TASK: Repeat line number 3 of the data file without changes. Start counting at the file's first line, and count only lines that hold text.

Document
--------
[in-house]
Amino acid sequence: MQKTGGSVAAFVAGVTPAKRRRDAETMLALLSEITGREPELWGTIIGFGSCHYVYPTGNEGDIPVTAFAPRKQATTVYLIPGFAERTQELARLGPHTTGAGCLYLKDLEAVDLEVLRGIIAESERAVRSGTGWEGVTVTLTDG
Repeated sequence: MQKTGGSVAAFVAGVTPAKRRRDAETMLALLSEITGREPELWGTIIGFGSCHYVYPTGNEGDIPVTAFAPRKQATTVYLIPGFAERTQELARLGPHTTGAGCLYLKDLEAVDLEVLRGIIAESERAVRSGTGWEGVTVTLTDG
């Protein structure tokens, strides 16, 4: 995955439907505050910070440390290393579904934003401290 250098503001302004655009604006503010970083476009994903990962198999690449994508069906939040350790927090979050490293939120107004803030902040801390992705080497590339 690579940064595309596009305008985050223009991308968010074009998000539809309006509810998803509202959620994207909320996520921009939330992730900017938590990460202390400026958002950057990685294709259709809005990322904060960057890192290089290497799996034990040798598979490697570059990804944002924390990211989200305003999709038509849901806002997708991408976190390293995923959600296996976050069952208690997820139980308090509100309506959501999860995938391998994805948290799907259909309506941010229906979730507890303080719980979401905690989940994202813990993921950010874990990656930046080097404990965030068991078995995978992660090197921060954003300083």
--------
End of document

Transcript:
Repeated sequence: MQKTGGSVAAFVAGVTPAKRRRDAETMLALLSEITGREPELWGTIIGFGSCHYVYPTGNEGDIPVTAFAPRKQATTVYLIPGFAERTQELARLGPHTTGAGCLYLKDLEAVDLEVLRGIIAESERAVRSGTGWEGVTVTLTDG